I appreciate this talk of snail warfare is a hard sell, but honestly, it really is massively rewarding. The action may be slow paced, but it’s also considerate, meaningful and weighted – or to put it another way: everything that other shooters aren’t. This is the thinking (wo)man’s shooter. The slower pace, the tactical map, and the ability to issue commands via a simple radial menu, all lend themselves to accessible tactical gaming. It’s a system that largely avoids the pitfalls and frustrations of other tactical games, where it can feel like you’re trying to herd a bunch of lemmings.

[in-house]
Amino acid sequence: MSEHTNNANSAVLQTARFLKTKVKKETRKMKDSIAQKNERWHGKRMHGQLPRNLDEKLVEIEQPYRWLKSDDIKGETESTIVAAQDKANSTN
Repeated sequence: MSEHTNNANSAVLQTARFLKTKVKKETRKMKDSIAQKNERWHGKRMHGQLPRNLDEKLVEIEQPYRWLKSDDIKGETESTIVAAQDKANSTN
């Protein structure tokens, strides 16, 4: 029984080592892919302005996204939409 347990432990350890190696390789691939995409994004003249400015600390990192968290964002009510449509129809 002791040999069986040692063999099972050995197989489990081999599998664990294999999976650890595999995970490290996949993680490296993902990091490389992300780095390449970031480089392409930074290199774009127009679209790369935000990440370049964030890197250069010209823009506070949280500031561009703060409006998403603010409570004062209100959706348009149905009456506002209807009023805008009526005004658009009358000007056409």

The game does require a slightly different skill set though. Namely patience and discipline. We all want to be the hero, we all want to be in the middle of the action, but you’ll quickly learn that “Fools rush in” (a term dubbed as “going full retard” in game) is never truer than when playing World of Tanks. Sometimes the best course of action really is to cower behind that rock, or to perform a tactical retreat. Knowing when to press home an advantage, pull back or simply hold your ground is a constantly changing dynamic and it’s this situational awareness that really separates the ace tankers from the n00bs. I consider myself a good player and even I’m not immune to getting lured in by the sight of a damaged target, trying to limp to safety. Too many times have I smelt blood, broken cover to finish off this wounded pray, only to have the jaws of waiting, unseen predictors clamp shut on me, leaving me shaking my head at my own silly mistake as my smouldering wreck litters the battlefield.